Maurin Construction began business in 2007 as a concrete subcontractor and found success working on public works projects. As the company’s work load grew, project specifications regarding Fl and Ff numbers were tightening up making it difficult for the contractor to meet the expectations of their clients.
When the company accepted a project at a local school district featuring a 12,000 square foot footprint, slab-on-grade and one elevated deck, approximately 7,000 square feet, meeting the required specifications was crucial. The slab-on-grade was to be six inches thick with two inches of sand, a vapor barrier and four inches of aggregate to be placed underneath the vapor barrier. The architect of the project demanded the floor meet the Ff 35 specification.
“We were looking for a better, more accurate way to meet the Ff numbers on flatwork projects,” General Superintendent, Craig Whitaker says. “Specifically, we were looking for a solution to be able to offer the most level, flattest floor we could build, without puncturing the vapor barrier that was placed between the slab and the ground.”
With a variety of products on the market, Whitaker says none of those products met their needs. “The reason we got involved with MAKO Products is specifically because the vapor barrier options the company offers,” he says. “The MAKO product allows us to use a non-penetrating system that is accurate, sturdy and adjustable—which is really nice.”
Whitaker is referring to MAKO's Base Plate and FinCap 4.5 Screed Support System. The system provides exact elevation control for concrete slabs. The stay-in-place screed supports are fully adjustable to accommodate sub-grade variances or deflection in elevated decks.
“The vapor barrier we were using is 15 mil thick, so it’s tough and hard to accidentally puncture, but it’s one of those things where you have to maintain the integrity of the vapor barrier,” Whitaker says. “That’s why the MAKO Base Plate and FinStands came in handy.”
He says the crew was able to set the Base Plate and FinStands on top of the vapor barrier. For added protection, the contractor brushed the bottom of each stand with a mastic from W.R. Meadows – PERMINATOR Underslab Vapor Barrier Retarder and glued down the base plates.
“This was not the recommended installation from the manufacturer,” Whitaker says, “but to me it was something that helped make the installation quicker and easier.”
MAKO’s Base Plate 4.5 used with the FinStand system was designed for uses with vapor barriers, sandy soil or any other type of substructure. The FinStand snaps and securely locks into the Base Plate. Setup continues by inserting a ½” rod between the bottom of the FinStand and the Base Plate. Adding a hex nut and washer for additional height gain and fine tuning the adjustments will achieve the exact elevation required on the job.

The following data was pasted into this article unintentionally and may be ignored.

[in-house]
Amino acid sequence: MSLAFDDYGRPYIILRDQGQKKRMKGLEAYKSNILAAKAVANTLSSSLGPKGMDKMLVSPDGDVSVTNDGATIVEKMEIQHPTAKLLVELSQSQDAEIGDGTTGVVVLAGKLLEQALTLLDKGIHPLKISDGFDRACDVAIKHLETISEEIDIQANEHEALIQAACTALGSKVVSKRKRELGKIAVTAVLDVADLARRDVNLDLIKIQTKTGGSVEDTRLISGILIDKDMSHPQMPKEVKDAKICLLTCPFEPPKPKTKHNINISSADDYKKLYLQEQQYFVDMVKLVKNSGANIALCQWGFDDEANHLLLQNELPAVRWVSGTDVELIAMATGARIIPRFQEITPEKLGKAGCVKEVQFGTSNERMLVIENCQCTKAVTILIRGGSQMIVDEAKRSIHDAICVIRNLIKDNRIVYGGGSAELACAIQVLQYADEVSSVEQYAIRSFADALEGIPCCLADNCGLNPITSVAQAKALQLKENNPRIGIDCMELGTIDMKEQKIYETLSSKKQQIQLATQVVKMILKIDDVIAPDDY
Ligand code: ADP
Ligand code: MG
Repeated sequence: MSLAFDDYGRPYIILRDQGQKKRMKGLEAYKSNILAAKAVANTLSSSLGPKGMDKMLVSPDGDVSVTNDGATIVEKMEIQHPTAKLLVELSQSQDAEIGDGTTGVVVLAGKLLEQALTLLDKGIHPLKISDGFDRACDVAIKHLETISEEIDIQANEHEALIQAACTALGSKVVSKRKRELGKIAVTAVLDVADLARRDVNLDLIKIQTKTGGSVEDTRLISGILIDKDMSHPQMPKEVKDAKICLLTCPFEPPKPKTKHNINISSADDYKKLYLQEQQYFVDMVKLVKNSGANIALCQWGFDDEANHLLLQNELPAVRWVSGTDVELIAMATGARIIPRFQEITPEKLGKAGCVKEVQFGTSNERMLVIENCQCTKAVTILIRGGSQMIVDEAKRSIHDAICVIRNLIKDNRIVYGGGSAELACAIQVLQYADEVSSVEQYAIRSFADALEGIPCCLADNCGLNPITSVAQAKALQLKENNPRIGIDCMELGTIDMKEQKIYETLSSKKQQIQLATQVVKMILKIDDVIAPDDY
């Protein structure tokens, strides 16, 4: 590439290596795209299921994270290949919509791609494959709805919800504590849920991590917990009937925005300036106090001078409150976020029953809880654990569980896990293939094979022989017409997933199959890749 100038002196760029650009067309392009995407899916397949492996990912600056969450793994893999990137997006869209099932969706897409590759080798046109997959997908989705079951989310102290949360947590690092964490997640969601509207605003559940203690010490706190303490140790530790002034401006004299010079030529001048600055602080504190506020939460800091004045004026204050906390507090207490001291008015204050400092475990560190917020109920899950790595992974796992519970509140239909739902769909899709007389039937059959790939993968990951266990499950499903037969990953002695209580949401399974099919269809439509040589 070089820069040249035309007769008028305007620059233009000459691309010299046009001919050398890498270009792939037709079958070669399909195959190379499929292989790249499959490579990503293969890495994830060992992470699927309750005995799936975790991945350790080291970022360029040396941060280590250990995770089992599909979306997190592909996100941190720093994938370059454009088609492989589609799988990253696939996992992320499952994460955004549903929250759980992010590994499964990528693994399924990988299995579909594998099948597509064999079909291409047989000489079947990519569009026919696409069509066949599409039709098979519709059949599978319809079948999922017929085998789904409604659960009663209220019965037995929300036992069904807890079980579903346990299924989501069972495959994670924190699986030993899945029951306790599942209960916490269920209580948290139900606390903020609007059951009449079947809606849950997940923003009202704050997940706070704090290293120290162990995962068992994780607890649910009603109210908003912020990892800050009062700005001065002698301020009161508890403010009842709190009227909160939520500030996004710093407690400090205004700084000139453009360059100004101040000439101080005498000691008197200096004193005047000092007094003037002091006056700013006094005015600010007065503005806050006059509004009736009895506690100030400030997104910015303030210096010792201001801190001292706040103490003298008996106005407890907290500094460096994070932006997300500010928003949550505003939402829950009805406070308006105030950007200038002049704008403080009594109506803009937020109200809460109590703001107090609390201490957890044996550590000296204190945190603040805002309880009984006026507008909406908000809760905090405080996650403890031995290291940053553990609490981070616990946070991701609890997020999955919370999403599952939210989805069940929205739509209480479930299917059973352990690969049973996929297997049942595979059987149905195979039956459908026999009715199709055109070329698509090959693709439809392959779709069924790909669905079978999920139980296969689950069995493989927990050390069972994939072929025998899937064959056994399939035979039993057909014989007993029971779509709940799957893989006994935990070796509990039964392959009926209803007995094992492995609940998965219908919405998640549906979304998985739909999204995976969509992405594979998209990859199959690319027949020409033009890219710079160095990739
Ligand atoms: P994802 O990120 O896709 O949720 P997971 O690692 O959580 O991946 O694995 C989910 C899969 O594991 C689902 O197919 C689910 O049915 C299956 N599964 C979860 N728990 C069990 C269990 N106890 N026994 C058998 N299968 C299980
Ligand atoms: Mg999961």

Set-up is complete by installing the non-metal FinCap which will work with a variety of mounting structures from 3/8” to 5/8”. The FinCaps support a nominal 1-1/2”– schedule 40 or higher screed pipe; or a 1-1/4″ ID or 2″ ID screed pipe may also be used.
Whitaker says the installation was quick and easy. “It was the first time we used this system completely. We would set each base plate down, install the threaded rods and set the height nut to the designated height. We then periodically checked to ensure we were maintaining the correct elevation using a string line and adjust the height as needed.”
Placing the concrete
With the screed support system in place, the pour was scheduled to occur the following day. “In preparation of the pour, we tend to map out our pouring and screeding strategy depending upon the type of obstacles that might be within the slab,” he says. “We like to get the bulk of the mud down in order not to stall the pour and in this case, the pour was a fairly wide open area.”
“One of the things I discovered was using the MAKO product caused our pour to go more efficiently. We spent the day prior trying to get things right and install the screed support system. It took us a few more hours than what I thought, but to me, it’s one of those things where all we have to worry about during the pour is picking up the pipe and moving it over to the next bay and making sure it is sitting in the cradle flush. During the pour, we had set up our TopCon laser system to make sure the finished floor stayed within the specifications.”
As the concrete was placed, the four man crew followed behind with Multi-Vibe GX35 vibra screeds and continued to strike off the concrete, all while maintaining the proper height and levelness of the floor.
“In our operation, we run the vibra screeds and then use a check rod to correct the highs and lows on the floor,” Whitaker says. "After approximately three to four hours, crews make one pass with our Whiteman ride-on trowel installed with float pans. We then use a bump cutter behind the float pans for cut and fill."
To finish the floor, crews install the ride-on trowel with float pans and make another pass in three different directions before switching out the float pans with combo blades to lay down the concrete. Finish blades were then installed to the ride-on trowel to finish the floor.
“Considering our main challenge was making sure not to puncture the vapor barrier and achieve the desired Ff numbers, I was really impressed with the MAKO product, even if everything about it was plastic. It’s a very sturdy product.”
Whitaker says he will be starting an elevated deck project soon and plans on using the product in the future. “It’s a lot easier and more efficient to use the Base Plates and the FinCaps on an elevated deck. We’ll still have the grade issues and this product will work just as well on these scenarios as it does on any slab-on-grade project.”